The Jurisdiction should create a “Community Advisor Board (CAB)” consisting of a “Convener,” who shall be a non-voting ex officio member of such Board, and a reasonable number of regular Board members. The regular Board members should be or represent diverse community stakeholders. Accordingly, efforts should be made to  include as regular Board members representatives of: neighborhood  associations, educators from varied disciplines (including, among others,  human sciences such as ethics, philosophy, psychology, and sociology), the  business community, the technology community, and nonprofit  organizations that promote public health and safety, workforce  development, and equitable opportunities for well-being for vulnerable  populations such as disabled, aging, and low-income residents.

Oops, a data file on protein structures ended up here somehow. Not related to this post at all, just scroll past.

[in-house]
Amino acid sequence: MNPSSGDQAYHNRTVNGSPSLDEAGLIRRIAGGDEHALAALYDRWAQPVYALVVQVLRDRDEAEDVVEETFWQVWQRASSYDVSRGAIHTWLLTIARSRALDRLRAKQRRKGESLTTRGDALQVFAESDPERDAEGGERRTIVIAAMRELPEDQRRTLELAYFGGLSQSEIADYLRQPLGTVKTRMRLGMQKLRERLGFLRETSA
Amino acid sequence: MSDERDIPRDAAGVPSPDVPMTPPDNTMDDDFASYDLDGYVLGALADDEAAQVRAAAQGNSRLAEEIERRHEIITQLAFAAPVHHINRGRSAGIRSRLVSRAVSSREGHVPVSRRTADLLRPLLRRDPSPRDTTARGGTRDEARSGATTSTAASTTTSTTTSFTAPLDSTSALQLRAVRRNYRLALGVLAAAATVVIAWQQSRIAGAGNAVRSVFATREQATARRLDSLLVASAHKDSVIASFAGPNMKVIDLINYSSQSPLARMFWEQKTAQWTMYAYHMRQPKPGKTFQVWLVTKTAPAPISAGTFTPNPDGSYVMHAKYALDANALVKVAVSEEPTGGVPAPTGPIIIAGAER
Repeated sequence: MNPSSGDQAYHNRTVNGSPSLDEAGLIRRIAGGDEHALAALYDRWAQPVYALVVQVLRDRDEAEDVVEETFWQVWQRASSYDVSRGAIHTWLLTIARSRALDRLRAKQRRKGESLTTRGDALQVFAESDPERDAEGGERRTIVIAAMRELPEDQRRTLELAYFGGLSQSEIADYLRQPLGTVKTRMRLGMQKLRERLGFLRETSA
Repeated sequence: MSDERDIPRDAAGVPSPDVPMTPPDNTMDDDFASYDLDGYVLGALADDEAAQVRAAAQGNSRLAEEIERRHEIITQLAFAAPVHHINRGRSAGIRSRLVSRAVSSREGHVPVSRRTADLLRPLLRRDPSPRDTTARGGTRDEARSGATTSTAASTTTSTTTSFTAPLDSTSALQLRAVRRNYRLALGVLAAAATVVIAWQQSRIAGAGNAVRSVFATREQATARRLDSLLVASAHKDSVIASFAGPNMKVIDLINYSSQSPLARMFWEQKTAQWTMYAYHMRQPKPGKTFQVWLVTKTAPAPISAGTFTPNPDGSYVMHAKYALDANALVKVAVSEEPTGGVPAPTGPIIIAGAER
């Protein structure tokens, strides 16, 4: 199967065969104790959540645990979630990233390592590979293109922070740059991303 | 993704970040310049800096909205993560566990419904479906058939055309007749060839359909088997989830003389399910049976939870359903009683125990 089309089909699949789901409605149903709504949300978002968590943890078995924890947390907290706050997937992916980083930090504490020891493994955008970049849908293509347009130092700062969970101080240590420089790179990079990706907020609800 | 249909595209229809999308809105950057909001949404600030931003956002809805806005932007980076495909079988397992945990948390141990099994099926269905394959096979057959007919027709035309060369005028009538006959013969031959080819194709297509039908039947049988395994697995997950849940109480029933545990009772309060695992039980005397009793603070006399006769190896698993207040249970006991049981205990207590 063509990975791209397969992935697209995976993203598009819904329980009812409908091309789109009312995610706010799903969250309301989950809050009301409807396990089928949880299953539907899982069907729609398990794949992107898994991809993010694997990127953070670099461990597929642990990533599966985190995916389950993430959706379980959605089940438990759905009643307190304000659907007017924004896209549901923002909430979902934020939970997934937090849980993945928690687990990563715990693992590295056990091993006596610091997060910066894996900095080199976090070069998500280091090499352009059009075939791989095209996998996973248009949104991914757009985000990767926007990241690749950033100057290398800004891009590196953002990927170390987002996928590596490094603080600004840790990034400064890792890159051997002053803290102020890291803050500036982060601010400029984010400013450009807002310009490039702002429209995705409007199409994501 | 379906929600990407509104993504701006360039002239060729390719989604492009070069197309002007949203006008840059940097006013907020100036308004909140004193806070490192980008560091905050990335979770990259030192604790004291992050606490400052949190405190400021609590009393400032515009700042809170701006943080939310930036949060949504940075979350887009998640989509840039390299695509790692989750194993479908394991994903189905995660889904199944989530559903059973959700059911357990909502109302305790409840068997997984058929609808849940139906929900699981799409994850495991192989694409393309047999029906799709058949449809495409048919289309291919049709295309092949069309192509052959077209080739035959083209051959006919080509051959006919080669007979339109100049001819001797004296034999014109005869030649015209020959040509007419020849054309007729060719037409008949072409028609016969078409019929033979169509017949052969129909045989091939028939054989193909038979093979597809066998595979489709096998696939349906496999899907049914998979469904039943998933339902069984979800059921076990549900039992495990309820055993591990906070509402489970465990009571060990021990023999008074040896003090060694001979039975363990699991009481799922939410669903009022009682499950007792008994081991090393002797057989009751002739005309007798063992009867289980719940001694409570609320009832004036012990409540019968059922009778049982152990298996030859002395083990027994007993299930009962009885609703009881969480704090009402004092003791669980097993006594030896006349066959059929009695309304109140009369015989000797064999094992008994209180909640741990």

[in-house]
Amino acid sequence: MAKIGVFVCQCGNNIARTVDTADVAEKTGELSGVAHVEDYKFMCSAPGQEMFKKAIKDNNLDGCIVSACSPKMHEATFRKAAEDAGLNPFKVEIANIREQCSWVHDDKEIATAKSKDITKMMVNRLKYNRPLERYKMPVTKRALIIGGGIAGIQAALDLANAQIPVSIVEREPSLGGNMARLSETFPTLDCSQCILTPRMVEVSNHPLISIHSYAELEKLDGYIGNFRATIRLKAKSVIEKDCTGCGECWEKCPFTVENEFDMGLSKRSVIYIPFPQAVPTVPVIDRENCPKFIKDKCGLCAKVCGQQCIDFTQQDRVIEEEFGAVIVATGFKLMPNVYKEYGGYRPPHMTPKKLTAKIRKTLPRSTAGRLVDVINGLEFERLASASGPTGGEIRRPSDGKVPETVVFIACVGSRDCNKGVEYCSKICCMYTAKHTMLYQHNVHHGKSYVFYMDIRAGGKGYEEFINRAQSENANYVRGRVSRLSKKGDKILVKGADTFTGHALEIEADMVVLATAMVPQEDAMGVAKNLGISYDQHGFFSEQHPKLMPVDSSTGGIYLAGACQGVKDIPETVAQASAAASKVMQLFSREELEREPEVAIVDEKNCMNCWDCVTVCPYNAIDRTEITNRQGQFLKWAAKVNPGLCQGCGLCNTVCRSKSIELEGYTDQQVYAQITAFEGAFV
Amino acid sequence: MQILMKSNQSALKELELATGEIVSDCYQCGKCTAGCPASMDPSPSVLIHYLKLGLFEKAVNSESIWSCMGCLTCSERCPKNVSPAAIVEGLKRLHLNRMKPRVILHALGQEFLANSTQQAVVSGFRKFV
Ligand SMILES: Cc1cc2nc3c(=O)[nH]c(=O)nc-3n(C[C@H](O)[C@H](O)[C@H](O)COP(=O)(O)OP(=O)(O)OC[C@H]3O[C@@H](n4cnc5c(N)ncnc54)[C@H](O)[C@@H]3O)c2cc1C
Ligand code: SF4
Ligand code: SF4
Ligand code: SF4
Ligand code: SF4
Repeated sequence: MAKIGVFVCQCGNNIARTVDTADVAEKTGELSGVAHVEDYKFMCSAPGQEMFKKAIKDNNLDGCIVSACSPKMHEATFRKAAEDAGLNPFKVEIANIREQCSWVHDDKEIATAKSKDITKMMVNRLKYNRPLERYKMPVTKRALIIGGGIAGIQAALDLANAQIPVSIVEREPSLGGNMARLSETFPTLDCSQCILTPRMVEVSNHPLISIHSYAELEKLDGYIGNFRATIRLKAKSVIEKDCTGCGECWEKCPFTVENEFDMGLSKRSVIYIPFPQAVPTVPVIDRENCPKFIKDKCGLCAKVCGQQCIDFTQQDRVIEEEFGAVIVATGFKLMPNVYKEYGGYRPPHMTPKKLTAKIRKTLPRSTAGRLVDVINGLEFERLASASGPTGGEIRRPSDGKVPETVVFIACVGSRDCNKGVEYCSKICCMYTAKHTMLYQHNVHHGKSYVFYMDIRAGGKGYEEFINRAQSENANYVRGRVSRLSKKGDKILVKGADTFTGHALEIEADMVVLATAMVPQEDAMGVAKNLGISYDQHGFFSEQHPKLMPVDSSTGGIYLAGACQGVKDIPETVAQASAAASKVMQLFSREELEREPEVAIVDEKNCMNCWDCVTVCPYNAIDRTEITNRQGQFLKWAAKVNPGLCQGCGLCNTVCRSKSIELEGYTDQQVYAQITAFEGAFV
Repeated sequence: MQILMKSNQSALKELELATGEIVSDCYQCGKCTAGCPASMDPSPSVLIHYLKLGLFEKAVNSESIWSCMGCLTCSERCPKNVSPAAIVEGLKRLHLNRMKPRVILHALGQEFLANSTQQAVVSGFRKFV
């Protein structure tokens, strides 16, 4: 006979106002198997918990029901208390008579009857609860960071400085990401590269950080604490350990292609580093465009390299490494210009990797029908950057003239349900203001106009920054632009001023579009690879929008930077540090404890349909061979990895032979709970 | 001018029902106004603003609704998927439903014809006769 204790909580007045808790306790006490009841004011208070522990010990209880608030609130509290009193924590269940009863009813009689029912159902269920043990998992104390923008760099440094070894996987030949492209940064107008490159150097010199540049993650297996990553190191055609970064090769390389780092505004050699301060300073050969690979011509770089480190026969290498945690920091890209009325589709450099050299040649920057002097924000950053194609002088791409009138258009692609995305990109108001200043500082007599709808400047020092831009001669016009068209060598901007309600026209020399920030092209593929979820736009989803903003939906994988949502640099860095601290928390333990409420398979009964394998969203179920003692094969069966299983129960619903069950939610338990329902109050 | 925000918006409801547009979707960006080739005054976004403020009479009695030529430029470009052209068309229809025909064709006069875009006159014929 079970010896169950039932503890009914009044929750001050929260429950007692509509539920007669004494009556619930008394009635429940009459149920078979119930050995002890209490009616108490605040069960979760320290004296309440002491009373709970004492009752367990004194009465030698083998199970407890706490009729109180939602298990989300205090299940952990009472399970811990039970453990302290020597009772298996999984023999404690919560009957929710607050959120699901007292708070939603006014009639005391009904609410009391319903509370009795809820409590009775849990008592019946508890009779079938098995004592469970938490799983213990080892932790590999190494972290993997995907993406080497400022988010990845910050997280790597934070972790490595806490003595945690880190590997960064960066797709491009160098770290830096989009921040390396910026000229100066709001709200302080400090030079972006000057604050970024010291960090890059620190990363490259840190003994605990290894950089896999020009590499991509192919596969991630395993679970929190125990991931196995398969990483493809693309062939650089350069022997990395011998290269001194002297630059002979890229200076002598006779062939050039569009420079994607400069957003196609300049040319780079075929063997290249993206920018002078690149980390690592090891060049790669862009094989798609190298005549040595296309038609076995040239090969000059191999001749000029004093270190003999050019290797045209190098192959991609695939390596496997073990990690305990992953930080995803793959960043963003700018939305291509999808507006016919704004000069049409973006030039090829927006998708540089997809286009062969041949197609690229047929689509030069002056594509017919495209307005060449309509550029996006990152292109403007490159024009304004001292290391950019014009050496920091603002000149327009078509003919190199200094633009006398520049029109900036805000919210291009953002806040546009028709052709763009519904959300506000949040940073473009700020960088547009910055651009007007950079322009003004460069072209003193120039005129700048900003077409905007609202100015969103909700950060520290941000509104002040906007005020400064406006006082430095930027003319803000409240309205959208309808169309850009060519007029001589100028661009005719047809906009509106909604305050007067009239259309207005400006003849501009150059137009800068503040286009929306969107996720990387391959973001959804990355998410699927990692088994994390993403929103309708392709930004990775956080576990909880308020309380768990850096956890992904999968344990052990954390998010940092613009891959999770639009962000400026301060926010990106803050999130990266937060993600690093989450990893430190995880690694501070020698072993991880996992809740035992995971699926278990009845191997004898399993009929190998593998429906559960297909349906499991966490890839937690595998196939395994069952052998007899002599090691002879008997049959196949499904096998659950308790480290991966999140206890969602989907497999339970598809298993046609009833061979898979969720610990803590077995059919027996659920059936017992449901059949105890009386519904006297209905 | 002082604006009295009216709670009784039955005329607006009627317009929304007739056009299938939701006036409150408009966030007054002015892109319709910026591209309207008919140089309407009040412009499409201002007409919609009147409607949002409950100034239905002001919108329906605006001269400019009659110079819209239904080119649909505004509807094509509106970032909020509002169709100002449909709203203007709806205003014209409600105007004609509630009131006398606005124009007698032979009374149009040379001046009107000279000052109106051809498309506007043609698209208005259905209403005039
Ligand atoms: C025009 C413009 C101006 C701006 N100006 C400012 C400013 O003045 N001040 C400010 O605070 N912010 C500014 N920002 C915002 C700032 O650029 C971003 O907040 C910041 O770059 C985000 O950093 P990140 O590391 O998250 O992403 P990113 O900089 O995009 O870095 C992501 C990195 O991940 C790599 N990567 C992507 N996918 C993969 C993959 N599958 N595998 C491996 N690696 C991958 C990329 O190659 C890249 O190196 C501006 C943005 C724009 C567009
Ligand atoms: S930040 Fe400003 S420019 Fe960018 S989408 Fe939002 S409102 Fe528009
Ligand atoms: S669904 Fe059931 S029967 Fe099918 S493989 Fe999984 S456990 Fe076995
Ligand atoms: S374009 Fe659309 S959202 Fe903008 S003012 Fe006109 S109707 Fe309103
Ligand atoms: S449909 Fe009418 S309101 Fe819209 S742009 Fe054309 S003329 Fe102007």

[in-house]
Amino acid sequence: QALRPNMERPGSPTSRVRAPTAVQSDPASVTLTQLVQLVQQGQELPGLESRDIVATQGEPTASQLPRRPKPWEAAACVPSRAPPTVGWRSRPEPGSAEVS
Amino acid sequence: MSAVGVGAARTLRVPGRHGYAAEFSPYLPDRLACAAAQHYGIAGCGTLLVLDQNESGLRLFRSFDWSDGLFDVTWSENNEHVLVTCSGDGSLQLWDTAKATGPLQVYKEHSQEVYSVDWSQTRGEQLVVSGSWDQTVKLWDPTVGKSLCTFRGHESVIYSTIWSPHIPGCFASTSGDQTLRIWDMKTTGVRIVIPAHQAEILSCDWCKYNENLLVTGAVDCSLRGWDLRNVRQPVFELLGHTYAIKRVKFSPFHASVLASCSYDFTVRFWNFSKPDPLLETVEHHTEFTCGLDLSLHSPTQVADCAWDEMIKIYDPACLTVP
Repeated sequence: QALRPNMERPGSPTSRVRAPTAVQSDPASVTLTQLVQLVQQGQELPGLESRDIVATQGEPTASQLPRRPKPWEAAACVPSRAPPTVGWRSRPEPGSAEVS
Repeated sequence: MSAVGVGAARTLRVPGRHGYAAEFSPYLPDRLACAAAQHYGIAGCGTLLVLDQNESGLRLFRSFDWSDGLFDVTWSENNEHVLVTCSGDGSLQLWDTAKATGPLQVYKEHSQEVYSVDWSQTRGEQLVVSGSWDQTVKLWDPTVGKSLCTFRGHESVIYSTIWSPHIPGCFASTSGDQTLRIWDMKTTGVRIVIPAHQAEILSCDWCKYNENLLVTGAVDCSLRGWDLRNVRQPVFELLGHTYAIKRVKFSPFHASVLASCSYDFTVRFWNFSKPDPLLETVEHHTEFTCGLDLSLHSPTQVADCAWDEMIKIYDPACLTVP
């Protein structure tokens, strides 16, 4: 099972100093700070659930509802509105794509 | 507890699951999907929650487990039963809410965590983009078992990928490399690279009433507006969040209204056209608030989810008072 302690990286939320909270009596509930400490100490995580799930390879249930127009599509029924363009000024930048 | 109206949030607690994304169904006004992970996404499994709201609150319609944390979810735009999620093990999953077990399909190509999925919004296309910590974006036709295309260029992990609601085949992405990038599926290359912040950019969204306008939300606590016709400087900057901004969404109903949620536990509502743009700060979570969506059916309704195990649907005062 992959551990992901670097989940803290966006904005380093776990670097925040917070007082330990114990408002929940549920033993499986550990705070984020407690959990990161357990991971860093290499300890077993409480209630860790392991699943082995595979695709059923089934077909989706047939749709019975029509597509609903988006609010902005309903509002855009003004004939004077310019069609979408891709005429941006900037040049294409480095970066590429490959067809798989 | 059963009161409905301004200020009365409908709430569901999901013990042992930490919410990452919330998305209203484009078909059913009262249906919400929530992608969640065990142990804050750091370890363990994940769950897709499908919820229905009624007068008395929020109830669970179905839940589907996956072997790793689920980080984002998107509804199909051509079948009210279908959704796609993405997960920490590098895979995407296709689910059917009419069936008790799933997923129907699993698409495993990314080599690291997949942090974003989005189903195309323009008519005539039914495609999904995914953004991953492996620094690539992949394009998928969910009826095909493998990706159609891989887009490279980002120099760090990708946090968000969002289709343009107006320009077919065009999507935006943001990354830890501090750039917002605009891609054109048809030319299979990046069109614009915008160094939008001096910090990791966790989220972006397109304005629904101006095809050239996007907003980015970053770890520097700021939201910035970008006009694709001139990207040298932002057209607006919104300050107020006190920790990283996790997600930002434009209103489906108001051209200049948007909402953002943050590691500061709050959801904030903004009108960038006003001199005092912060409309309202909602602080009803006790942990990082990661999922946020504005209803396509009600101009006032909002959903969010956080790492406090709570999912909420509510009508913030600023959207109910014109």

Functions of the CAB:

  1.  The CAB’s primary function is to provide the Data Governance Oversight Committee with informed, timely, and diverse community input and recommendatio s on Jurisdiction Data Handling matters and decisions (i) on  which the Data Governance Oversight Committee requests such advisory  input and (ii) that the CAB determines should be brought to the attention  of the Data Governance Oversight Committee. [53]  In performing its primary function, the CAB shall seek to (i) advance  adherence to the Jurisdiction’s Data Governance Principles, and (ii) develop systems and methods for gathering,  memorializing, and reporting to the Data Governance Oversight Committee  informed, timely and diverse community input and recommendations  that are well designed and tailored for particular Data Handling matters and  decisions it is addressing (i.e., not “one-size-fits-all”).
  2. The CAB should all also collaborate with the Community End User Testing Group described in subsection 5.D to facilitate diversity and timeliness in participation by  community stakeholders in that Group’s work.